Watching wild animals at
Batuputih Nature Tourism

The wild animals at Batuputih Nature Tourism Park is a major tourist attraction in Bitung regency, North Sulawesi.

Visitors are able to watch and observe a spectrum of animals, mainly tarsiers, the world's smallest primates. There are also Sulawesi crested black macaques, tailless monkeys and bats.

Endangered tropical birds like kingfishers and red-knobbed hornbills, from the toucan family, soar noisily above the jungle.

The Batuputih Nature Tourism Park is part of the vast Tangkoko-Batuangus Nature Reserve with a total area of over 8,700 hectares.

"Wake up, wake up, it's nearly dawn. Let's go, otherwise the tarsiers will go back to their homes," Saroyo Sumarto, a researcher of wild animals in North Sulawesi, shouted to a group of reporters fast asleep.

The nocturnal tarsiers live in groups. One group lives in a large hollow tree in the middle of the forest, which takes about 50 minutes to reach by foot.

The tarsier is tiny, measuring about 8 centimeters in height with huge round eyes and a long tail.

"Stop here. We've reached our destination. Be very quiet," Saroyo said. Everybody found a spot not far from the big tree.

After waiting for several minutes, Saroyo gestured the tarsiers were coming. "That's the sound of the male tarsier. It's female partner will make a sound in response," he said.

A distant sound resembling a bird's was followed by a similar sound from the other direction. "They have started to communicate with each other. Researchers call this a duet call; a kind of call for a family of tarsiers with their babies to return home," Saroyo explained.

One of the guides spotted a tarsier jumping from one tree trunk to another before finally going home into the hollow of the tree.

"There's another one," he shouted as visitors quickly took snaps of the creatures.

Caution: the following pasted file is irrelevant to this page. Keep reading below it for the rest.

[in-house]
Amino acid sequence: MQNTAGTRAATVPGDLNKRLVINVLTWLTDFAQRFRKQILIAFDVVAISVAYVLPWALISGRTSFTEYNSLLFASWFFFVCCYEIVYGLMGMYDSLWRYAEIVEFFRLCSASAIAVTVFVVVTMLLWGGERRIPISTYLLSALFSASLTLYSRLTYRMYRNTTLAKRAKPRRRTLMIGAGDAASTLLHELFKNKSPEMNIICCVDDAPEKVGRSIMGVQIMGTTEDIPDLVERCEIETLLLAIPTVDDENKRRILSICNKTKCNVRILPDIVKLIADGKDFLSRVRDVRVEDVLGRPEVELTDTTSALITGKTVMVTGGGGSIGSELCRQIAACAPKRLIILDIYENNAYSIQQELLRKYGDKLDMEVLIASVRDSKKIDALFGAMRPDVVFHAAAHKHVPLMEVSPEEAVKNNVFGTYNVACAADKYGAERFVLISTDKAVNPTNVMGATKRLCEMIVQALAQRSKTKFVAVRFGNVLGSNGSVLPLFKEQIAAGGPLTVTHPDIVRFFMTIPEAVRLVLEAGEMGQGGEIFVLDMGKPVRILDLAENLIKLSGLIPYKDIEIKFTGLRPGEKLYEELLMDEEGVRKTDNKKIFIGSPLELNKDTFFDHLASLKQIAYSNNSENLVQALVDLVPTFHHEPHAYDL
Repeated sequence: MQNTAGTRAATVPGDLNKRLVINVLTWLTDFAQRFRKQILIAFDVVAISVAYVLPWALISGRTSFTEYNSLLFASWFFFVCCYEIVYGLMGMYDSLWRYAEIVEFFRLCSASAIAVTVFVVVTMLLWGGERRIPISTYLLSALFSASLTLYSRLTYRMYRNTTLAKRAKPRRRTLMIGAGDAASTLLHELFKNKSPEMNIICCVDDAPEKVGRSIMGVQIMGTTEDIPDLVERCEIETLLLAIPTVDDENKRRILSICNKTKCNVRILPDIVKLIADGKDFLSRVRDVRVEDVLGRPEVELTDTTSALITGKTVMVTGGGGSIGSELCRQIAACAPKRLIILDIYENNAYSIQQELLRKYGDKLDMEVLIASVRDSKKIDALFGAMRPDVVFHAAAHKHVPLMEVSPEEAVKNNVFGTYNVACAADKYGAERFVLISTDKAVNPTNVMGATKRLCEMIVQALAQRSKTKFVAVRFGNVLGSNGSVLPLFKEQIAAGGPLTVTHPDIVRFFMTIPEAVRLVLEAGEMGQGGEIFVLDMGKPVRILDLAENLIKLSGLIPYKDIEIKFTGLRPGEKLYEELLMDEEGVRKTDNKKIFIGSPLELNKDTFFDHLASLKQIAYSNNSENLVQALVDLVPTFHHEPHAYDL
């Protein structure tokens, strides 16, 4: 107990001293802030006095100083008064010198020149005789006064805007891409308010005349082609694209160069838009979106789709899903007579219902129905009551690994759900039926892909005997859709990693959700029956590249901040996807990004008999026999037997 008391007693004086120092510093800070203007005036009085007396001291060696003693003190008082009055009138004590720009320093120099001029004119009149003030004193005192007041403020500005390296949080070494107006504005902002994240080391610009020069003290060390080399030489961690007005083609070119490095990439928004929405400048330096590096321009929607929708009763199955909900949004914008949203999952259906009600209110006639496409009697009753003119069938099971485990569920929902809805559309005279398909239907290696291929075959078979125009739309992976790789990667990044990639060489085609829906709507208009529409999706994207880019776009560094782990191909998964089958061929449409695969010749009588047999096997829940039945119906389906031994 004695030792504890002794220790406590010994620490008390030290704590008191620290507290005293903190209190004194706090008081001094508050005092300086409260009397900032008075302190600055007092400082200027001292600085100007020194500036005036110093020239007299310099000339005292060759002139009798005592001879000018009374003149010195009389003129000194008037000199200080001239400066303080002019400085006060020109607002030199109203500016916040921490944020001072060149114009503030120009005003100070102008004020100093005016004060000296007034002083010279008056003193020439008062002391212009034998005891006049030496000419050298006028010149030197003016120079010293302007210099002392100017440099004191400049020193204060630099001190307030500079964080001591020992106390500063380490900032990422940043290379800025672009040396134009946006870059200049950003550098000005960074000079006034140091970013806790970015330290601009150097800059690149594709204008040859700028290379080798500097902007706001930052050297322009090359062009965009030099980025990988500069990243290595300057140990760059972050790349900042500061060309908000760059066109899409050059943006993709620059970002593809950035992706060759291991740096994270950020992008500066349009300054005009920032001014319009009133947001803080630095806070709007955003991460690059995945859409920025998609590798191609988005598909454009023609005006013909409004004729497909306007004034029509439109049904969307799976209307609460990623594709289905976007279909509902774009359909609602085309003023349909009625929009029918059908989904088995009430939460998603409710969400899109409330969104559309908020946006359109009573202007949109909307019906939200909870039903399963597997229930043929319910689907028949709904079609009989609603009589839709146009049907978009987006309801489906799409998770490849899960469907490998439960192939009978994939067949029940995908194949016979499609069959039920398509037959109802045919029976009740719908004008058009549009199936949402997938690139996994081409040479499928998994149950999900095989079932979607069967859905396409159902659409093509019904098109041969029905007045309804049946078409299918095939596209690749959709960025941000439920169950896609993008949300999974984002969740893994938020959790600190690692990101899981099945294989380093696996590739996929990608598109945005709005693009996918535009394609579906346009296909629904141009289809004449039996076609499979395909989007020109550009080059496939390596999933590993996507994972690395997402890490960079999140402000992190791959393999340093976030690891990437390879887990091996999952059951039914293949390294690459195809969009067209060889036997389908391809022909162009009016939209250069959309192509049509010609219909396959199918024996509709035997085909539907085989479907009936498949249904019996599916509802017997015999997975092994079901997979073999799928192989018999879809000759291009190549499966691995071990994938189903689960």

Saroyo said the tarsiers belonged to a group of primates that are loyal to their partners. "They always call their partners in the morning to ensure they are home after hunting for insects," he said.

After catching a glimpse of the tarsiers, Saroyo invited the visitors to see the crested black macaque, which is listed as endangered and is fully protected under Indonesian law.

It is estimated that there are only 5,500 of the birds left. The largest population exists at the Tangkoko-Batuangus Nature Reserve where they're protected by forest rangers, researchers and visiting tourists.

Crested black macaques spend more than half their time on the ground, traveling between fruit trees and foraging for insects.

Saroyo reminded the visitors not to get too close to the monkeys as they could spread disease.

In the dark hours of the night, you can see many bats flapping their wings through the reserve. Several of them were captured in large nets to be identified by the Wildlife Conservation Society before being released again to share the sky and trees of the reserve with the monkeys and birds.

-- JP/Hyginus Hardoyo

Post Your Say

Selected comments will be published in the Readers’ Forum page of our print newspaper.